Despite these numbers, South Africa has come a long way since the height of Apartheid. The African National Congress has tried to be as helpful to the black and colored community as possible. They have created several institutions such as the Black Economic Empowerment program as well as many other affirmative action programs. While there are great debates to the broad based efficacy of many of these programs, there is no doubt that they have made some gains (May 1998). Attempts to bridge the income gap can be seen by the increase in government expenditure going towards welfare. As of 2010 15% of total government spending, the second largest component, goes towards welfare spending. Despite the fact that more and more blacks enter the work force and join greater income brackets the Gini index has remained fairly consistent from 1990 Apartheid South Africa to modern day. For example, according to the International Herald Tribune (Mckaiser 2012), South Africa is the only country that has a greater number of citizens receiving welfare than the number of employed. South Africa has a long way to go, as all increases in racial equality seem to produce a regression in income equality.

With one of the highest, if not the highest, incidences of income inequality, South Africa is having a difficult time making strides.  Income inequality is an issue that must be addressed before the country can move into the developed world. With over 47% of South Africans falling below the poverty line and the largest GDP in all of Sub Saharan Africa, there is a clear disconnect. Many of South Africa’s problems, including its low literacy rates and high crime incidences can somehow be related to the issues formed or perpetrated by income inequality. The legacy of Apartheid still continues to shadow the economic growth of the country as a whole and inefficiencies due to inequality threaten the long-term success of the economy.  A growing black middle class has given some hope to the situation however statistics have yet to show numeric improvement for the country over all. Income inequality is a damper on economic and social growth, as it just continues to breed other forms of inequality and hinder development.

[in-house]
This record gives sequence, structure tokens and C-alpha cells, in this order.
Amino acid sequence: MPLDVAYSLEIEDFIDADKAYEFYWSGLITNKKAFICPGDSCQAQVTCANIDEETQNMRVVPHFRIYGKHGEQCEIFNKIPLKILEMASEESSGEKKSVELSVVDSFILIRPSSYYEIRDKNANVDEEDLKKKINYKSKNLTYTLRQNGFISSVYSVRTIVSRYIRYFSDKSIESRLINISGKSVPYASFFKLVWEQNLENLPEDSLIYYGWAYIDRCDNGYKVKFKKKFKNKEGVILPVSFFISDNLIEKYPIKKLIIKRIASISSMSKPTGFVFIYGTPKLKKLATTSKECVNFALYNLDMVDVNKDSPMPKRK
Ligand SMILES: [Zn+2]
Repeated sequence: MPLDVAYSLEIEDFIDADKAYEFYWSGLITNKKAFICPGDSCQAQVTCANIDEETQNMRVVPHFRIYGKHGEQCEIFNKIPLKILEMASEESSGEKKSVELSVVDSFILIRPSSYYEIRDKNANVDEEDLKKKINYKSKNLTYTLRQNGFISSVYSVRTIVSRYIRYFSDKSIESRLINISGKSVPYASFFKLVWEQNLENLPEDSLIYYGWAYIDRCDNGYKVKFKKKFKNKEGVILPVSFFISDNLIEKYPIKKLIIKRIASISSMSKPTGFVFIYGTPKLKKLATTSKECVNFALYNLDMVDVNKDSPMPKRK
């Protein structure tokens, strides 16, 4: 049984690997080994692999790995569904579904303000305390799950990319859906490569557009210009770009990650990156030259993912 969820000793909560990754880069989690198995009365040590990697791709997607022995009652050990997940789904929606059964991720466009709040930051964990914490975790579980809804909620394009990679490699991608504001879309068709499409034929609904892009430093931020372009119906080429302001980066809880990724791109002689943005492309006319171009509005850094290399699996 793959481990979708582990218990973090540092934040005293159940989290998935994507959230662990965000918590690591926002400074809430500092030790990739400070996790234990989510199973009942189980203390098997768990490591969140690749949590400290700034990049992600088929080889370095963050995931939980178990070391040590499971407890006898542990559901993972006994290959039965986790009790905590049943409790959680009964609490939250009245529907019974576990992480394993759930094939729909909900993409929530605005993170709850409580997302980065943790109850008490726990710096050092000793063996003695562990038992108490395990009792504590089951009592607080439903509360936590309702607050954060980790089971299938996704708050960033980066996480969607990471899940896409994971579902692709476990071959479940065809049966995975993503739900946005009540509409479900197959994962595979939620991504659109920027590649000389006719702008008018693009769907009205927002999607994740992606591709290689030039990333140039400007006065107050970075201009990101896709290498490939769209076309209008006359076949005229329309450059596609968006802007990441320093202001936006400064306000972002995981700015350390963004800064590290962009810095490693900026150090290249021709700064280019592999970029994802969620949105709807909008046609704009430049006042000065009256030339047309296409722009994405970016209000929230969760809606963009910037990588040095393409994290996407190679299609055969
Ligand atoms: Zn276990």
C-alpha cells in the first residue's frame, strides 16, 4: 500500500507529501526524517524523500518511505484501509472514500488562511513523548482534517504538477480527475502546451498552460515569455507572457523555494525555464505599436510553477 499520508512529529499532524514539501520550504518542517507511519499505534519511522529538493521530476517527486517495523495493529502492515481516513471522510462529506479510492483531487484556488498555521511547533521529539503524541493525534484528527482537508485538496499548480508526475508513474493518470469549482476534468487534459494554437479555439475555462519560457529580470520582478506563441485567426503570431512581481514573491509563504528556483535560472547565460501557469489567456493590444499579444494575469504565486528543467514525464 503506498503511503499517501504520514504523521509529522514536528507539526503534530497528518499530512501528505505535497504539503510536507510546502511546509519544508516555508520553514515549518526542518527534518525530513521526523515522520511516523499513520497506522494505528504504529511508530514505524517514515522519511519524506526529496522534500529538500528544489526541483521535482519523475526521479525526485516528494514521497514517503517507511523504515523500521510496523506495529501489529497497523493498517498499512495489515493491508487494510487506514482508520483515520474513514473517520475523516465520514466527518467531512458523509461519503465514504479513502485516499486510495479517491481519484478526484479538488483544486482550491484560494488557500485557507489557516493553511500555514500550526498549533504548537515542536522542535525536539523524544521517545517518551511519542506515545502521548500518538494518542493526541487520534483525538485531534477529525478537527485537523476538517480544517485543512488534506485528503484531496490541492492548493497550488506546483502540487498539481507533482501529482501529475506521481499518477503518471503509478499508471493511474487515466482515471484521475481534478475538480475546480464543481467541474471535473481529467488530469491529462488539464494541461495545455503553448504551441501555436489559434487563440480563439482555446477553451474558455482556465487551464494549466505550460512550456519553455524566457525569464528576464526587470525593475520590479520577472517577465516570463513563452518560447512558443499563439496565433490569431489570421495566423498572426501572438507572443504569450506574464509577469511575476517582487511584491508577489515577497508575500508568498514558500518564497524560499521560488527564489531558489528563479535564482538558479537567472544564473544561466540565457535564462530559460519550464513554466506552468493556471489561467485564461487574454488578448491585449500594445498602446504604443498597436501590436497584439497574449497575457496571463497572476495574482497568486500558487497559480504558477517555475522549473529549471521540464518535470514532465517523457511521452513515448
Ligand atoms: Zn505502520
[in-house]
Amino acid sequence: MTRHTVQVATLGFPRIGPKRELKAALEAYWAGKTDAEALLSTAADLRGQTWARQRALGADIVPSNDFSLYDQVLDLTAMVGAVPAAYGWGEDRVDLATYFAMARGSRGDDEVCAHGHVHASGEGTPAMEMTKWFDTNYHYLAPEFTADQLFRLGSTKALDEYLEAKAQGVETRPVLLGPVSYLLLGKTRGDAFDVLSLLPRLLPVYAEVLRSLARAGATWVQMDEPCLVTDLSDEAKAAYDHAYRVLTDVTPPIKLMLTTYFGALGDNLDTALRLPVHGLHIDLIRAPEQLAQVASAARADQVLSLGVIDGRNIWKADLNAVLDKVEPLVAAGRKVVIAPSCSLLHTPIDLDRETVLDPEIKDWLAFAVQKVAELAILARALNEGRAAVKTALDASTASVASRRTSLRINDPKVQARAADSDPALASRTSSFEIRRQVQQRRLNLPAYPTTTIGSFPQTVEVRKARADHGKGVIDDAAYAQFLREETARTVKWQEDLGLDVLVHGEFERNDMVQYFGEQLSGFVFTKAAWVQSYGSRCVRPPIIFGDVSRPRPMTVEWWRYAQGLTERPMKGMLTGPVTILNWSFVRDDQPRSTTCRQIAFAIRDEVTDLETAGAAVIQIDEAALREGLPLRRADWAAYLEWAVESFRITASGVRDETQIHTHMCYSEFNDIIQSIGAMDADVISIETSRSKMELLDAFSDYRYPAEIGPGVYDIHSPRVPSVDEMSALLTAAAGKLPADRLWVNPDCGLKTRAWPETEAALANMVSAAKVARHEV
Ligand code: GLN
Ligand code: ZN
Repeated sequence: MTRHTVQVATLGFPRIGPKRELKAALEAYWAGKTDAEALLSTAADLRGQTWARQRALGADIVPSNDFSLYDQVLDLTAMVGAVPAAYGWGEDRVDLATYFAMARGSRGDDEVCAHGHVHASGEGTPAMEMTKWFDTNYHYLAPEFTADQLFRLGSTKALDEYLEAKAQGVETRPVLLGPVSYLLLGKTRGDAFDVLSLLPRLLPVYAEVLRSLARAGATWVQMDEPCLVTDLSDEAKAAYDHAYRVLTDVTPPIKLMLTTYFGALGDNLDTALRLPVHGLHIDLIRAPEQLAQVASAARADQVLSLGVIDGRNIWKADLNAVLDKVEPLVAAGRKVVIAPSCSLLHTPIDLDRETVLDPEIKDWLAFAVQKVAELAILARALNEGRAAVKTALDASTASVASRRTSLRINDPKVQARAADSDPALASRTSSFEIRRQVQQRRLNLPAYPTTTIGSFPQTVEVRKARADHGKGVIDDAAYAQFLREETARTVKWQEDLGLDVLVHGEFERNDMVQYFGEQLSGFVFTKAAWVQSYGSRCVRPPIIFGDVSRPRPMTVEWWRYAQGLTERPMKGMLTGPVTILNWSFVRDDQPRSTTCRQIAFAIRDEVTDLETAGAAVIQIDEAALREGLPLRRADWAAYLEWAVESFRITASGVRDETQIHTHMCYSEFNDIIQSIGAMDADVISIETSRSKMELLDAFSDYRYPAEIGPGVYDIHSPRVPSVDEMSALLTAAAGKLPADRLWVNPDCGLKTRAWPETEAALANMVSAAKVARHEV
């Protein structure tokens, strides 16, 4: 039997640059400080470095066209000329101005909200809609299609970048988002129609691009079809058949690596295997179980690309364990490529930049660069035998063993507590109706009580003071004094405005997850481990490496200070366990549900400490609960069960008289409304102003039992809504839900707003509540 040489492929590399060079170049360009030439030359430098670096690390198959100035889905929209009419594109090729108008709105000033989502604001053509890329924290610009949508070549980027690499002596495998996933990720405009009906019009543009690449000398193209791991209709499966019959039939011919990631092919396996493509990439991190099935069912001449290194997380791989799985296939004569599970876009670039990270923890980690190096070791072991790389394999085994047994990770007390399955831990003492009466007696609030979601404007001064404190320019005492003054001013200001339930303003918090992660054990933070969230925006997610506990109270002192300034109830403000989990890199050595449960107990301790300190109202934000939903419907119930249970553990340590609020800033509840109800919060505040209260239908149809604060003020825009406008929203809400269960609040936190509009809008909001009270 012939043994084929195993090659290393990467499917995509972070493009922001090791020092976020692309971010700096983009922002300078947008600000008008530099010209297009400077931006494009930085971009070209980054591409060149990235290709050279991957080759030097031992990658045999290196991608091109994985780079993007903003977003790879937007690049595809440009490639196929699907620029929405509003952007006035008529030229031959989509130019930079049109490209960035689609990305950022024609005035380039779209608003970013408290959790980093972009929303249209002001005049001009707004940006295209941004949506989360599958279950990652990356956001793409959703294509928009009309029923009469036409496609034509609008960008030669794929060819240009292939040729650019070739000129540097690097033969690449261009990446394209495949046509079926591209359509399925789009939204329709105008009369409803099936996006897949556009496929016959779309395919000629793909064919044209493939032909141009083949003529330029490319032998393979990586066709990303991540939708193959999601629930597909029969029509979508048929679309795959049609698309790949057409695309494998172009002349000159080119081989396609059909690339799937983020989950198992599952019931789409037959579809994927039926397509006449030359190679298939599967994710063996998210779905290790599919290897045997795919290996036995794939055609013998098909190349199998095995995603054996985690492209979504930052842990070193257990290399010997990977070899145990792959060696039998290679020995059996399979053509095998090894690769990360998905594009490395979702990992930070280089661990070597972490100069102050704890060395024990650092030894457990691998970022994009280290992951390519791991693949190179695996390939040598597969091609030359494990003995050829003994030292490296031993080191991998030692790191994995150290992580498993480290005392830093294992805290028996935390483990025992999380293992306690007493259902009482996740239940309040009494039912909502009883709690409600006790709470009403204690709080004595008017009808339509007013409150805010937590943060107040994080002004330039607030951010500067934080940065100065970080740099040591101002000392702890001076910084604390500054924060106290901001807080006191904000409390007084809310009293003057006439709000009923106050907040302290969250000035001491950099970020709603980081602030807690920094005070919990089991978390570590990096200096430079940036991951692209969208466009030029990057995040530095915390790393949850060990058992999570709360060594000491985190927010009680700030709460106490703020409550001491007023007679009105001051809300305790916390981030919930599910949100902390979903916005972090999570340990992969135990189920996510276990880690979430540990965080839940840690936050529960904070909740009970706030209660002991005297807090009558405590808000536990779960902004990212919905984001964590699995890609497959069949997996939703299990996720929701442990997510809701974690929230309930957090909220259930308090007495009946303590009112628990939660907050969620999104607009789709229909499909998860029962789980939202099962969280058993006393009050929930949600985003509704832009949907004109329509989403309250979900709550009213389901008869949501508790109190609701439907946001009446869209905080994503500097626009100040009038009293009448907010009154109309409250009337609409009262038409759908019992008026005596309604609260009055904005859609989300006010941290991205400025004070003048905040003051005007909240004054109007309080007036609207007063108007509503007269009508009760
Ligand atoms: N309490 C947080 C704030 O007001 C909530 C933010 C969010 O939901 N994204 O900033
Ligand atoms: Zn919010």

Bibliography

Birdsall, Nancy. 2007. “Income Distribution: Effects on Growth and Development” Center for

Global Development.

http://www.cgdev.org/sites/default/files/13505_file_Income_Distribution_Birdsall.pdf

(Accessed September 9, 2013)

Cohen, Mike. “South Africa’s Racial Income Inequality Persists, Census Shows.” Bloomberg.

http://www.bloomberg.com/news/2012-10-30/south-africa-s-racial-income-inequality

persists-census-shows.html (Accessed September 8, 2013)

Elliott, Kimberly, Hufbaur, Gary and Oegg, Barbara. 2008. “Sanctions.” The Concise

Encyclopedia of Economics. Second edition. Liberty Fund inc.

http://www.econlib.org/library/Enc/Sanctions.html (accessed September 9, 2013)

May, Julien. 1998. “Poverty and Inequality in South Africa.” Centre for Social and Development

Studies, University of Natal. http://www.info.gov.za/otherdocs/1998/poverty/presentation.pdf

(Accessed September 9, 2013)

Mckaiser, Eusebius. 2012. “Welfare for Wealth.” International Herald Tribune. February 29

http://latitude.blogs.nytimes.com/2012/02/29/changing-south-africas-welfare-programs-can

help-economy/ (Accessed September 9, 2013)

Nix, Emily. 2007. “Income inequality in South Africa: The possible negative effects of

decreasing discrimination.” Presented at The Union for African Population Studies Fifth

African Population Conference. Arusha, Tanzania

World Bank. “Income Inequality.”  Beyond Economic Growth.

http://www.worldbank.org/depweb/beyond/beyondco/beg_05.pdf (Accessed September 9,

2013)

The Economist. Youth unemployment: Generation jobless. The Economist, 27 April 2013.

 

 


One Comment on “Income Inequality in South Africa”